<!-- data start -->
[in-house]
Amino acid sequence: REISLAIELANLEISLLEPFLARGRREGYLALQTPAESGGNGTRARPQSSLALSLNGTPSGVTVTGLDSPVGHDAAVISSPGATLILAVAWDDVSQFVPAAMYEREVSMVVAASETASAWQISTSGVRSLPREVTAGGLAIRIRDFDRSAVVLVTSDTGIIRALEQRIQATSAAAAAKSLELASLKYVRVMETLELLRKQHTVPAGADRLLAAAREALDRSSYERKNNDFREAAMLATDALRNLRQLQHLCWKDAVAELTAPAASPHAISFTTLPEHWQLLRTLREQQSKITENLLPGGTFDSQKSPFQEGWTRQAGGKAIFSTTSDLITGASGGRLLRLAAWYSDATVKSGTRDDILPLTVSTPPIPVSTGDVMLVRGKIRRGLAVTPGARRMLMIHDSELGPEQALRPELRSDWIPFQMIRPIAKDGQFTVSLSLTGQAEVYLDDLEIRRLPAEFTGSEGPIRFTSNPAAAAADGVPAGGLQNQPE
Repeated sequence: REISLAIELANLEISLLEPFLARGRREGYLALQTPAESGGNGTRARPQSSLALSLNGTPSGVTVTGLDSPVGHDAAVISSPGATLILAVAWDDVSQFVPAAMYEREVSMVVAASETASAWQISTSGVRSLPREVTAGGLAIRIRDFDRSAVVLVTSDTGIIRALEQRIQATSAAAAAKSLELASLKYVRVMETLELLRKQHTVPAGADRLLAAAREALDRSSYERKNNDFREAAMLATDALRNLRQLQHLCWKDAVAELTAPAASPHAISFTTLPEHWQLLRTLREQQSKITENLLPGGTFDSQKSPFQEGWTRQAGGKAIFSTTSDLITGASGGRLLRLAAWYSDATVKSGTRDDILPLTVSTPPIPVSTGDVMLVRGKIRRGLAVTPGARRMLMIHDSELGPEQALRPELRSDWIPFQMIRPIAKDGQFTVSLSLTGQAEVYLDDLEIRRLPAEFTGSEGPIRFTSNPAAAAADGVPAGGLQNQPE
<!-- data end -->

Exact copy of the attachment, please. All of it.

[in-house]
Amino acid sequence: REISLAIELANLEISLLEPFLARGRREGYLALQTPAESGGNGTRARPQSSLALSLNGTPSGVTVTGLDSPVGHDAAVISSPGATLILAVAWDDVSQFVPAAMYEREVSMVVAASETASAWQISTSGVRSLPREVTAGGLAIRIRDFDRSAVVLVTSDTGIIRALEQRIQATSAAAAAKSLELASLKYVRVMETLELLRKQHTVPAGADRLLAAAREALDRSSYERKNNDFREAAMLATDALRNLRQLQHLCWKDAVAELTAPAASPHAISFTTLPEHWQLLRTLREQQSKITENLLPGGTFDSQKSPFQEGWTRQAGGKAIFSTTSDLITGASGGRLLRLAAWYSDATVKSGTRDDILPLTVSTPPIPVSTGDVMLVRGKIRRGLAVTPGARRMLMIHDSELGPEQALRPELRSDWIPFQMIRPIAKDGQFTVSLSLTGQAEVYLDDLEIRRLPAEFTGSEGPIRFTSNPAAAAADGVPAGGLQNQPE
Repeated sequence: REISLAIELANLEISLLEPFLARGRREGYLALQTPAESGGNGTRARPQSSLALSLNGTPSGVTVTGLDSPVGHDAAVISSPGATLILAVAWDDVSQFVPAAMYEREVSMVVAASETASAWQISTSGVRSLPREVTAGGLAIRIRDFDRSAVVLVTSDTGIIRALEQRIQATSAAAAAKSLELASLKYVRVMETLELLRKQHTVPAGADRLLAAAREALDRSSYERKNNDFREAAMLATDALRNLRQLQHLCWKDAVAELTAPAASPHAISFTTLPEHWQLLRTLREQQSKITENLLPGGTFDSQKSPFQEGWTRQAGGKAIFSTTSDLITGASGGRLLRLAAWYSDATVKSGTRDDILPLTVSTPPIPVSTGDVMLVRGKIRRGLAVTPGARRMLMIHDSELGPEQALRPELRSDWIPFQMIRPIAKDGQFTVSLSLTGQAEVYLDDLEIRRLPAEFTGSEGPIRFTSNPAAAAADGVPAGGLQNQPE